We may want to learn all we can about the tragedy to stay current, to feel connected, and to try to make sense of the loss of life. But for some survivors of sexual violence, the pervasive coverage of these traumatic events, such as the recent mass shooting in Parkland [or Las Vegas, and now the Youtube shooting], can have uniquely harmful consequences.
Retraumatization during Tragedy
Every survivor responds to the traumatic experience of sexual violence differently. Reactions can include a range of physical, mental, and/or emotional changes. The trauma of experiencing sexual violence can result in survivors feeling powerless and questioning their basic assumptions about life, safety, and security. But healing is possible, and survivors of sexual violence can work to diminish the trauma of the assault.
However, traumatic events on the news – whether or not they’re related to sexual violence – may bring those feelings associated with their own trauma back to the surface. Survivors who are many miles away from the traumatic event may find themselves questioning their own safety and dealing hard emotions. This experience is called retraumatization, and it isn’t unique to learning about tragedies in the news.
Retraumatization can occur when any situation, interaction, or environmental factor replicates events or dynamics of prior trauma and triggers feelings and reactions associated with the original traumatic experience. For example, a graphic scene in a film may trigger a painful memory that becomes difficult to let go of.
If you are a survivor who has been struggling in the wake of tragedies like the Las Vegas mass shooting [or just being feeling anxious due to Sexual Assault Awareness Month], you may be experiencing retraumatization. Remember that healing is not a straight line — there are highs and lows. The way you react in any one moment doesn’t define your overall progress. In fact, recognizing the signs and signals of retraumatization can help grow your resilience — the ability to heal by learning to identify, create, and grow the tools and strengths you have to self-regulate.
Survivors can build on this resilience by seeking out support during difficult times like these so when future tragedies occur, they are prepared to adapt to the reactions that might otherwise present a stumbling block in their healing journey.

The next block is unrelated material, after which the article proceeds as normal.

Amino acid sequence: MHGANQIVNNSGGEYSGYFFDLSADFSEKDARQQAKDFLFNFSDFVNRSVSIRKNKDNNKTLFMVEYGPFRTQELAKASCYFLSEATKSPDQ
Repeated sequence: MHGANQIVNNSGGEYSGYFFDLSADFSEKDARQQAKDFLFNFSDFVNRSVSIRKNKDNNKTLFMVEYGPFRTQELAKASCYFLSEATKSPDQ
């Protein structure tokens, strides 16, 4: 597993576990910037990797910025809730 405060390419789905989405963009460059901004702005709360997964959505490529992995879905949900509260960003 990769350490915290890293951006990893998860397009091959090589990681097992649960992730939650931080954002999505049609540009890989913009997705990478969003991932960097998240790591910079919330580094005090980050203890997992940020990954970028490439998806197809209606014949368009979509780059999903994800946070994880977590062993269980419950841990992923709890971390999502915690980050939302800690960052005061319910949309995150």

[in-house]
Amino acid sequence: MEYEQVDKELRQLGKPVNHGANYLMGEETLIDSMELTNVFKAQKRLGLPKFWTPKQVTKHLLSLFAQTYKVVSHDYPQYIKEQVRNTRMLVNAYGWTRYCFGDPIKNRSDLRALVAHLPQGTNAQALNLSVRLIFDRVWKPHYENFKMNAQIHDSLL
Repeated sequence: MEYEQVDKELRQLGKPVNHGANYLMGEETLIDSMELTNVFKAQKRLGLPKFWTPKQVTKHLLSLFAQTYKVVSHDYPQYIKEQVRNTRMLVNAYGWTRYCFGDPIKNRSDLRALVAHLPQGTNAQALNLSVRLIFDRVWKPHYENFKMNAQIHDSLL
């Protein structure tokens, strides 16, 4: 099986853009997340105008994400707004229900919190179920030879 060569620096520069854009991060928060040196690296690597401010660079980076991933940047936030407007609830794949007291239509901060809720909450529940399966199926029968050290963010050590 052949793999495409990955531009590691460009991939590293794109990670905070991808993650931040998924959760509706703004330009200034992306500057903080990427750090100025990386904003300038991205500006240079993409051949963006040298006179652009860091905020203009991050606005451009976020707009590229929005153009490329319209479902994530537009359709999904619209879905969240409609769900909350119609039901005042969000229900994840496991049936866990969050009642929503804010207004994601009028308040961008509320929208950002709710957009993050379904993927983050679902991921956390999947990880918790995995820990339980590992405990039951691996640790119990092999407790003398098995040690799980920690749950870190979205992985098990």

Of course, everyone’s journey to healing is different and there is no one size fits all approach. It’s always important for survivors to understand that they aren’t alone in experiencing retraumatization, that many others are going through something similar, and there are people out there who understand and want to help.
Self-Care during Tragedy
For those experiencing trauma, a specific type of self-care called “grounding” is often helpful. Grounding brings you into the moment through physical and mental stimuli that help to distract your mind from anxiety and traumatic thoughts and memories. Here are 7 techniques that could help if you are feeling retraumatized:
1. The 5-4-3-2-1 Exercise
- Describe 5 things you currently see.
- Describe 4 things you feel right now. For example, “my sweater on my arms,” or “the pencil in my hand.”
- Describe 3 things you can hear.
- Describe 2 things you can smell right now or smells you like in general.
- Describe 1 good thing about yourself.
2. Call a friend
Call a friend and ask them about their day, focus on what they have to say and allow yourself to be carried away by the conversation. Also, don’t be afraid to tell them how you’re feeling as well!
3. Take a shower or bath
Let the experience of the warmth wash over you and focus on the sensation. Maybe light some candles or play music as well and focus on the various sounds and scents.
4. Move around
Take off your shoes and socks and rub your feet on the floor, do some gentle stretches, go for a jog or a walk – anything you can do that will allow you to focus on the sensations within your body. Describe them to yourself and try to stay in the moment.
5. Guided meditation or yoga
For some people listening to a meditation or practicing yoga can be mentally or physically engaging enough that you’re able to be completely in the here-and-now. While these types of activities aren’t for everyone, for many they reduce stress and anxiety.
6. Distract yourself with a project
Whether you paint, draw, sew, or even just like to color, engaging in an activity you enjoy and is soothing can help bring you into the present and relieve some of the pain of trauma. You can print some of our own coloring pages here and here!
7. Seek support
Sometimes we need to reach out for additional support – and that’s okay! It’s important to remember that there are other people going through similar struggles, and by addressing our experiences of trauma we can grow even more resilient. Check out our list of resources that might be helpful in your journey to health and happiness.
Originally published on the National Sexual Violence Resource Center by Susan Sullivan, Prevention Campaign Specialist for NSVRC and Fiona Burke, Communications Intern for NSVRC
Also published on Medium.